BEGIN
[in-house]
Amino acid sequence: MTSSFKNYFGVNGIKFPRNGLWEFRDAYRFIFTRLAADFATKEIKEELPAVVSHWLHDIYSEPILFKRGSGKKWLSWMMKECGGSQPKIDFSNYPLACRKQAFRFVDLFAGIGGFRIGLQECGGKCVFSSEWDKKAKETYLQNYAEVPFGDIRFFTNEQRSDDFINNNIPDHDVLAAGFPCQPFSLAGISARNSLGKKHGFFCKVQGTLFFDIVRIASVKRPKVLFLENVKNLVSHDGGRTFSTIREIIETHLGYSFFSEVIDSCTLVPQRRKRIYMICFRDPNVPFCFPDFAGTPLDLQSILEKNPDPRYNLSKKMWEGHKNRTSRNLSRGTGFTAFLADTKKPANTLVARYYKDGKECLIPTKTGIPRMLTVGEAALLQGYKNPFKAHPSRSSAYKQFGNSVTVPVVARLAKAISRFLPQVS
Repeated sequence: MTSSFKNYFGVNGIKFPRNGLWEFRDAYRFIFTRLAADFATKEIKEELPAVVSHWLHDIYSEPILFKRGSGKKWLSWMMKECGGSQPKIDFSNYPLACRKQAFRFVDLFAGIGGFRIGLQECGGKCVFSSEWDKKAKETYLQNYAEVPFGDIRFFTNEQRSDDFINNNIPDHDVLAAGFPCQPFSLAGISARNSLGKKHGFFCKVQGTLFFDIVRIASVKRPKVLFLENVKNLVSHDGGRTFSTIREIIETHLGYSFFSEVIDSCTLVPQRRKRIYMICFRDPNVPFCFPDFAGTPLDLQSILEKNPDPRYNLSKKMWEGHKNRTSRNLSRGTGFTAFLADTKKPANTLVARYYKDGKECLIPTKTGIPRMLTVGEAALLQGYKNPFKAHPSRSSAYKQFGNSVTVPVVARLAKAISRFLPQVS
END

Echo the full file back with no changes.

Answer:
[in-house]
Amino acid sequence: MTSSFKNYFGVNGIKFPRNGLWEFRDAYRFIFTRLAADFATKEIKEELPAVVSHWLHDIYSEPILFKRGSGKKWLSWMMKECGGSQPKIDFSNYPLACRKQAFRFVDLFAGIGGFRIGLQECGGKCVFSSEWDKKAKETYLQNYAEVPFGDIRFFTNEQRSDDFINNNIPDHDVLAAGFPCQPFSLAGISARNSLGKKHGFFCKVQGTLFFDIVRIASVKRPKVLFLENVKNLVSHDGGRTFSTIREIIETHLGYSFFSEVIDSCTLVPQRRKRIYMICFRDPNVPFCFPDFAGTPLDLQSILEKNPDPRYNLSKKMWEGHKNRTSRNLSRGTGFTAFLADTKKPANTLVARYYKDGKECLIPTKTGIPRMLTVGEAALLQGYKNPFKAHPSRSSAYKQFGNSVTVPVVARLAKAISRFLPQVS
Repeated sequence: MTSSFKNYFGVNGIKFPRNGLWEFRDAYRFIFTRLAADFATKEIKEELPAVVSHWLHDIYSEPILFKRGSGKKWLSWMMKECGGSQPKIDFSNYPLACRKQAFRFVDLFAGIGGFRIGLQECGGKCVFSSEWDKKAKETYLQNYAEVPFGDIRFFTNEQRSDDFINNNIPDHDVLAAGFPCQPFSLAGISARNSLGKKHGFFCKVQGTLFFDIVRIASVKRPKVLFLENVKNLVSHDGGRTFSTIREIIETHLGYSFFSEVIDSCTLVPQRRKRIYMICFRDPNVPFCFPDFAGTPLDLQSILEKNPDPRYNLSKKMWEGHKNRTSRNLSRGTGFTAFLADTKKPANTLVARYYKDGKECLIPTKTGIPRMLTVGEAALLQGYKNPFKAHPSRSSAYKQFGNSVTVPVVARLAKAISRFLPQVS